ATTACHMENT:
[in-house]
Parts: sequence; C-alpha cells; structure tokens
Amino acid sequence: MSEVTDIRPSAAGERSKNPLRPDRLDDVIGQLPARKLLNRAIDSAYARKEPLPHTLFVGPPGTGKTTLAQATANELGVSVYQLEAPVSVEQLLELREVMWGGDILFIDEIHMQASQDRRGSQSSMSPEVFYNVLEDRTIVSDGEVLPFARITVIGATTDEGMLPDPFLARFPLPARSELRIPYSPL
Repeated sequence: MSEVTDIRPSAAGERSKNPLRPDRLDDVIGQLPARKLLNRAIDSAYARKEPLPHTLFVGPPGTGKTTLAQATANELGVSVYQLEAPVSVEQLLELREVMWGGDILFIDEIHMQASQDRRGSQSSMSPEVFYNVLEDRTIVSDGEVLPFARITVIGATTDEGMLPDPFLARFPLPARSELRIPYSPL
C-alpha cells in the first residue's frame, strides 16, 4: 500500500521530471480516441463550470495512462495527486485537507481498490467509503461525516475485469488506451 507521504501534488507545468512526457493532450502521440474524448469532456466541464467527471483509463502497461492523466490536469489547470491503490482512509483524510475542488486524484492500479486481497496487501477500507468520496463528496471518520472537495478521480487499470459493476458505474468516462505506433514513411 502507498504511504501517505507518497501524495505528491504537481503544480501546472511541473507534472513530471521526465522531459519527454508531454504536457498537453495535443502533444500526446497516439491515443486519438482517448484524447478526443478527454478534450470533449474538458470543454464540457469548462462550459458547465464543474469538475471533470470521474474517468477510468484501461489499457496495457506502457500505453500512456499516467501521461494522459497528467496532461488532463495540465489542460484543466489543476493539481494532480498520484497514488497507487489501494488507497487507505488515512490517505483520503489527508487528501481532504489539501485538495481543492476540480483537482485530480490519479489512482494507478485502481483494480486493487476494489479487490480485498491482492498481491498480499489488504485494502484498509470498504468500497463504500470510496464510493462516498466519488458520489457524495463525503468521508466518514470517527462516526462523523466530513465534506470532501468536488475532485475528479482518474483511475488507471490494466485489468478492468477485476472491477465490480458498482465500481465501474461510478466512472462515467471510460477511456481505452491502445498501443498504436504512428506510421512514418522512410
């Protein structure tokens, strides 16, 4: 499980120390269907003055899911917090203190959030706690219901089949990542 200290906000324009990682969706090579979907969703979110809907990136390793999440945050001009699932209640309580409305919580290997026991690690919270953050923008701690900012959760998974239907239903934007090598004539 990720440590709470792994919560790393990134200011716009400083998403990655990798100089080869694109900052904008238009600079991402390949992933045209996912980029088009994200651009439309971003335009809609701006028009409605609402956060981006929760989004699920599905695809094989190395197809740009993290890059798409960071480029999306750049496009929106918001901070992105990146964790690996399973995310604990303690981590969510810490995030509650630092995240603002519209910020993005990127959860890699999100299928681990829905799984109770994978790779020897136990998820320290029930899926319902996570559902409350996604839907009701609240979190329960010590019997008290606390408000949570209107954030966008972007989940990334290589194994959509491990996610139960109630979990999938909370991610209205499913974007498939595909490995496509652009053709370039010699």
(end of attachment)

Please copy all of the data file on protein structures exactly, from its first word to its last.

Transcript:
[in-house]
Parts: sequence; C-alpha cells; structure tokens
Amino acid sequence: MSEVTDIRPSAAGERSKNPLRPDRLDDVIGQLPARKLLNRAIDSAYARKEPLPHTLFVGPPGTGKTTLAQATANELGVSVYQLEAPVSVEQLLELREVMWGGDILFIDEIHMQASQDRRGSQSSMSPEVFYNVLEDRTIVSDGEVLPFARITVIGATTDEGMLPDPFLARFPLPARSELRIPYSPL
Repeated sequence: MSEVTDIRPSAAGERSKNPLRPDRLDDVIGQLPARKLLNRAIDSAYARKEPLPHTLFVGPPGTGKTTLAQATANELGVSVYQLEAPVSVEQLLELREVMWGGDILFIDEIHMQASQDRRGSQSSMSPEVFYNVLEDRTIVSDGEVLPFARITVIGATTDEGMLPDPFLARFPLPARSELRIPYSPL
C-alpha cells in the first residue's frame, strides 16, 4: 500500500521530471480516441463550470495512462495527486485537507481498490467509503461525516475485469488506451 507521504501534488507545468512526457493532450502521440474524448469532456466541464467527471483509463502497461492523466490536469489547470491503490482512509483524510475542488486524484492500479486481497496487501477500507468520496463528496471518520472537495478521480487499470459493476458505474468516462505506433514513411 502507498504511504501517505507518497501524495505528491504537481503544480501546472511541473507534472513530471521526465522531459519527454508531454504536457498537453495535443502533444500526446497516439491515443486519438482517448484524447478526443478527454478534450470533449474538458470543454464540457469548462462550459458547465464543474469538475471533470470521474474517468477510468484501461489499457496495457506502457500505453500512456499516467501521461494522459497528467496532461488532463495540465489542460484543466489543476493539481494532480498520484497514488497507487489501494488507497487507505488515512490517505483520503489527508487528501481532504489539501485538495481543492476540480483537482485530480490519479489512482494507478485502481483494480486493487476494489479487490480485498491482492498481491498480499489488504485494502484498509470498504468500497463504500470510496464510493462516498466519488458520489457524495463525503468521508466518514470517527462516526462523523466530513465534506470532501468536488475532485475528479482518474483511475488507471490494466485489468478492468477485476472491477465490480458498482465500481465501474461510478466512472462515467471510460477511456481505452491502445498501443498504436504512428506510421512514418522512410
């Protein structure tokens, strides 16, 4: 499980120390269907003055899911917090203190959030706690219901089949990542 200290906000324009990682969706090579979907969703979110809907990136390793999440945050001009699932209640309580409305919580290997026991690690919270953050923008701690900012959760998974239907239903934007090598004539 990720440590709470792994919560790393990134200011716009400083998403990655990798100089080869694109900052904008238009600079991402390949992933045209996912980029088009994200651009439309971003335009809609701006028009409605609402956060981006929760989004699920599905695809094989190395197809740009993290890059798409960071480029999306750049496009929106918001901070992105990146964790690996399973995310604990303690981590969510810490995030509650630092995240603002519209910020993005990127959860890699999100299928681990829905799984109770994978790779020897136990998820320290029930899926319902996570559902409350996604839907009701609240979190329960010590019997008290606390408000949570209107954030966008972007989940990334290589194994959509491990996610139960109630979990999938909370991610209205499913974007498939595909490995496509652009053709370039010699």